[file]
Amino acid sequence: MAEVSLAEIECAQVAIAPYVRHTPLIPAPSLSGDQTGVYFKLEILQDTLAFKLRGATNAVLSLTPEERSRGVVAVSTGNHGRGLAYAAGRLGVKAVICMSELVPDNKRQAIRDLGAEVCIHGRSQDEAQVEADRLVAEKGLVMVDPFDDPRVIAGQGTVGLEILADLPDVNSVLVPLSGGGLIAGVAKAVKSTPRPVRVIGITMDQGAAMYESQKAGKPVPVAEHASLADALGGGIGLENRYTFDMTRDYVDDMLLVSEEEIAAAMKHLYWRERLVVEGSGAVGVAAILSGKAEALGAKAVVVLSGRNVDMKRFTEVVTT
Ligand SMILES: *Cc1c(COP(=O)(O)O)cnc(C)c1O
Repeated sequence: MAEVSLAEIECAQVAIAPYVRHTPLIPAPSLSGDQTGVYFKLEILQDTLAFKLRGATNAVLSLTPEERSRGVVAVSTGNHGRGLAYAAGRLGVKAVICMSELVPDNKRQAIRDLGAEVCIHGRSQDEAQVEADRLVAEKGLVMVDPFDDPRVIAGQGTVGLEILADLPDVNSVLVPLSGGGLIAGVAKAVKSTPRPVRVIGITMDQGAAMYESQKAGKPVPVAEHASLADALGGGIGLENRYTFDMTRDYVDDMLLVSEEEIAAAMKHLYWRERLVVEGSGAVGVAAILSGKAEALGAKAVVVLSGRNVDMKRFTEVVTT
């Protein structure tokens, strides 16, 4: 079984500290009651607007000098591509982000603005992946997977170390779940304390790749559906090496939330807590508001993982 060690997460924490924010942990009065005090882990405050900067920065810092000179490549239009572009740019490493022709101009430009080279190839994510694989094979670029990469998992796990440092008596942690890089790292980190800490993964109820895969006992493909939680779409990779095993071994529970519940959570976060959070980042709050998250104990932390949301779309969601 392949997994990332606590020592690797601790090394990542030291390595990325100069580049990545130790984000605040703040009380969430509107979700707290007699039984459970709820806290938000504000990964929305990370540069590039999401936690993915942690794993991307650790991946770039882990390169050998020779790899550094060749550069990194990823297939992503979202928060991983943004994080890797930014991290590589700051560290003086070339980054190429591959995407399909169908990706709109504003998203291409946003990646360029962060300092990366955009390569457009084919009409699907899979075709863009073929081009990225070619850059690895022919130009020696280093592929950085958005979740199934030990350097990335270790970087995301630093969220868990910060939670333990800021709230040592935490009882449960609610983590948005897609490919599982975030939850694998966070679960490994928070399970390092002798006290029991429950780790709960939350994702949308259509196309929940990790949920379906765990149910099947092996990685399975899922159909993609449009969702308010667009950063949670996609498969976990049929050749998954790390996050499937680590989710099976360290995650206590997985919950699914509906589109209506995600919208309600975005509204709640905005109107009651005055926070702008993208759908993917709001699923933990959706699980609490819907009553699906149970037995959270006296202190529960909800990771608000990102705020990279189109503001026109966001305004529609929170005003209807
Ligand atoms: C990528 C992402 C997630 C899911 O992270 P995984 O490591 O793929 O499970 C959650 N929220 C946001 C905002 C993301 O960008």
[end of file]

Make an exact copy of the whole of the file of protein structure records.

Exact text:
Amino acid sequence: MAEVSLAEIECAQVAIAPYVRHTPLIPAPSLSGDQTGVYFKLEILQDTLAFKLRGATNAVLSLTPEERSRGVVAVSTGNHGRGLAYAAGRLGVKAVICMSELVPDNKRQAIRDLGAEVCIHGRSQDEAQVEADRLVAEKGLVMVDPFDDPRVIAGQGTVGLEILADLPDVNSVLVPLSGGGLIAGVAKAVKSTPRPVRVIGITMDQGAAMYESQKAGKPVPVAEHASLADALGGGIGLENRYTFDMTRDYVDDMLLVSEEEIAAAMKHLYWRERLVVEGSGAVGVAAILSGKAEALGAKAVVVLSGRNVDMKRFTEVVTT
Ligand SMILES: *Cc1c(COP(=O)(O)O)cnc(C)c1O
Repeated sequence: MAEVSLAEIECAQVAIAPYVRHTPLIPAPSLSGDQTGVYFKLEILQDTLAFKLRGATNAVLSLTPEERSRGVVAVSTGNHGRGLAYAAGRLGVKAVICMSELVPDNKRQAIRDLGAEVCIHGRSQDEAQVEADRLVAEKGLVMVDPFDDPRVIAGQGTVGLEILADLPDVNSVLVPLSGGGLIAGVAKAVKSTPRPVRVIGITMDQGAAMYESQKAGKPVPVAEHASLADALGGGIGLENRYTFDMTRDYVDDMLLVSEEEIAAAMKHLYWRERLVVEGSGAVGVAAILSGKAEALGAKAVVVLSGRNVDMKRFTEVVTT
């Protein structure tokens, strides 16, 4: 079984500290009651607007000098591509982000603005992946997977170390779940304390790749559906090496939330807590508001993982 060690997460924490924010942990009065005090882990405050900067920065810092000179490549239009572009740019490493022709101009430009080279190839994510694989094979670029990469998992796990440092008596942690890089790292980190800490993964109820895969006992493909939680779409990779095993071994529970519940959570976060959070980042709050998250104990932390949301779309969601 392949997994990332606590020592690797601790090394990542030291390595990325100069580049990545130790984000605040703040009380969430509107979700707290007699039984459970709820806290938000504000990964929305990370540069590039999401936690993915942690794993991307650790991946770039882990390169050998020779790899550094060749550069990194990823297939992503979202928060991983943004994080890797930014991290590589700051560290003086070339980054190429591959995407399909169908990706709109504003998203291409946003990646360029962060300092990366955009390569457009084919009409699907899979075709863009073929081009990225070619850059690895022919130009020696280093592929950085958005979740199934030990350097990335270790970087995301630093969220868990910060939670333990800021709230040592935490009882449960609610983590948005897609490919599982975030939850694998966070679960490994928070399970390092002798006290029991429950780790709960939350994702949308259509196309929940990790949920379906765990149910099947092996990685399975899922159909993609449009969702308010667009950063949670996609498969976990049929050749998954790390996050499937680590989710099976360290995650206590997985919950699914509906589109209506995600919208309600975005509204709640905005109107009651005055926070702008993208759908993917709001699923933990959706699980609490819907009553699906149970037995959270006296202190529960909800990771608000990102705020990279189109503001026109966001305004529609929170005003209807
Ligand atoms: C990528 C992402 C997630 C899911 O992270 P995984 O490591 O793929 O499970 C959650 N929220 C946001 C905002 C993301 O960008």